• Thinking of a recent project that you managed or played a key role in, what would you like to change, and how? Be prepared to give an example of something that didn't go well from a recent project you oversaw (or participated in if you're applying for your first PM job). Explain how you would approach it differently now or in the future. Be sure your answer isn't blame-oriented, but rather is solution-focused.
  • When did you first know you wanted to work in project management? The interviewer isn't looking for a specific date, but rather an anecdote from the point in your education or career to date when you realized that you wanted to work as a project manager. Describe the particular situation, being sure to elaborate on what exactly happened that led you to pursue this career path.
project managers working with Scrum board cards

Project Management Knowledge

Interviewers also need to make sure that candidates have a solid understanding of what project management really is. With that in mind, an interviewer is likely to ask some questions designed to help them figure out how well-versed candidates are with regard to some core PM concepts.

  • What skills are the most important for a project manager? If asked this question, list a few key skills that project managers must have, and give examples of how you exhibit them. Common responses include things like great time management skills, ability to organize and prioritize tasks, strong communication skills, leadership ability, and technical expertise related to the type of projects one manages.
  • When managing a project team, what are some key risks that need to be considered? With this question, an interviewer is looking to see if candidates are aware of what types of risk can impact a project and how to mitigate likelihood or impact. You may want to mention things like risks associated with schedule, costs, performance, legalities, etc. that may pose an issue in the type of work you would be managing.
  • How can a project manager tell if a project is getting off-track? Interviewers will ask this to see what applicants do to stay in touch with project progress. Explain how you monitor progress, and identify potential issues that need to be handled. They want to see how you monitor the schedule, what tracking tools you use, etc. It's best if you can give specific examples of how your approach helps you course-correct quickly.
  • How do you approach prioritizing project tasks? If asked this question, demonstrate your PM knowledge by explaining that you'll start by working with the team to identify all tasks that need to be performed, then prioritize them based on level of importance and urgency. Be sure to mention the importance of continually monitoring not only progress, but also whether tasks might need to be re-prioritized as the project unfolds.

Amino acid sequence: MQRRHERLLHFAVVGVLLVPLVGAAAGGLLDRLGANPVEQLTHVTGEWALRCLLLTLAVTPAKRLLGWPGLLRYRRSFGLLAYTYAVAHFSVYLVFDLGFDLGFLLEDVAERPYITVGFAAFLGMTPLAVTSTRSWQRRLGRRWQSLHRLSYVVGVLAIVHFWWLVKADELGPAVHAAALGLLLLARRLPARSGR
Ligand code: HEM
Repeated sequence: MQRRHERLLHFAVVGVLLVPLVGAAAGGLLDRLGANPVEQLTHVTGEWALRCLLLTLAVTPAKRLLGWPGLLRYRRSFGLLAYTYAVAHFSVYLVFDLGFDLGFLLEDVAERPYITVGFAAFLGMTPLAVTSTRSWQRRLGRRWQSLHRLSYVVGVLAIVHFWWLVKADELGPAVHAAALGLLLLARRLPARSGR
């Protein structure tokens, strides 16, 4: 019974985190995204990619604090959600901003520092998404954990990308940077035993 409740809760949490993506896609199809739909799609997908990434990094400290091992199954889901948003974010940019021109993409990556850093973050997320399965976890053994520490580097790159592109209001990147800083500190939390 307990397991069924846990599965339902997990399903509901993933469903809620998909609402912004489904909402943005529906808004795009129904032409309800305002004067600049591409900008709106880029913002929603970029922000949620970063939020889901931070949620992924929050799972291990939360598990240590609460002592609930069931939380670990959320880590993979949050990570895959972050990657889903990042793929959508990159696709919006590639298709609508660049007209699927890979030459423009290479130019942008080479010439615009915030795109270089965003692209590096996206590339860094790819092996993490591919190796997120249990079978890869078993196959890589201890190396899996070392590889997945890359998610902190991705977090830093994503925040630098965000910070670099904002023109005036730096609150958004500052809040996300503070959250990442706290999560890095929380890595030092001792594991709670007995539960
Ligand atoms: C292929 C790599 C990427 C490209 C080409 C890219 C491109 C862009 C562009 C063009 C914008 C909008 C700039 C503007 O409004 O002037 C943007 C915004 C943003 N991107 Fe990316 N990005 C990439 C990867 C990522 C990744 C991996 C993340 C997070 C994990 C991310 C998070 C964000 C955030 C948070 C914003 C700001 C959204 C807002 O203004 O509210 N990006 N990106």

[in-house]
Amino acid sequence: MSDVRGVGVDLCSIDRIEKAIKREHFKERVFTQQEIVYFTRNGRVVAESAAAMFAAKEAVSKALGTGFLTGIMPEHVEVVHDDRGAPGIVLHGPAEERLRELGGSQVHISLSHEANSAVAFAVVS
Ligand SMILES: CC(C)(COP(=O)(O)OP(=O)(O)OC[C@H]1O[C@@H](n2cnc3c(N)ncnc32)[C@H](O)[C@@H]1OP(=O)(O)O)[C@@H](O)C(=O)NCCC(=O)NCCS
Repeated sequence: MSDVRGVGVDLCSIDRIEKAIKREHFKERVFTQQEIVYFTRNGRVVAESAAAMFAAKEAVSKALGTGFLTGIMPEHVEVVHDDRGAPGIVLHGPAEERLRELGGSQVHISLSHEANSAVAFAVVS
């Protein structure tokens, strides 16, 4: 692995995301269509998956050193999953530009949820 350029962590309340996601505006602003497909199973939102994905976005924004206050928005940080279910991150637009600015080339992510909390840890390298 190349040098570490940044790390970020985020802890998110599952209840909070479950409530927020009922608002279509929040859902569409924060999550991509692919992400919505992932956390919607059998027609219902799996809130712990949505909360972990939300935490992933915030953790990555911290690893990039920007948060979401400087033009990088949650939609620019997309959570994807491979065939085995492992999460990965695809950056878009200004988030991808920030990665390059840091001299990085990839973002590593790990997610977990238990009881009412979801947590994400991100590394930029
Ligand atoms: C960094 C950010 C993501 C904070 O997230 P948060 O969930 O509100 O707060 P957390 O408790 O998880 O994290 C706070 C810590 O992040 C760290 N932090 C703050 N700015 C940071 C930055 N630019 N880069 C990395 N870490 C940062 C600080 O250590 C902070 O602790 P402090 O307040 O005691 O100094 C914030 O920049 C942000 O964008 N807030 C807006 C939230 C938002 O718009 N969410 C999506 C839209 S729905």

• How do you keep up with best practices in the PM field? An interviewer who asks this question wants to identify candidates who realize that succeeding as a project manager requires keeping up with developments in the field. Share if you are a member of the Project Management Institute (PMI), if you have or are seeking Project Management Professional (PMP) certification, and/or what publications or blogs you keep up with related to the field.

Individual Style/Approach Questions

Beyond developing an understanding of your knowledge of project management and how your experience might relate to the job you hope to get, interviewers also want to get a sense of who you are as a person and as an employee. As a result, you should expect to answer some questions about how you approach work and what your job-related preferences are.

  • Do you prefer working independently or as part of a team? As a project manager, you will most likely be leading a team. Be sure to keep that in mind when answering. If you do actually prefer working independently, explain how you are able to adapt effectively to lead a project team. If you prefer working with a team, clarify how you'll balance the desire to be part of the team with being in a leadership role.
  • How would your last boss (or former co-workers) describe your communication style? This question addresses communication style and self-awareness. By the time an interviewer asks this question, they have a good sense of how your communication style is coming across in the interview. Does what you say about how others perceive you match what they are seeing? Are you communicating in a manner appropriate for a project manager?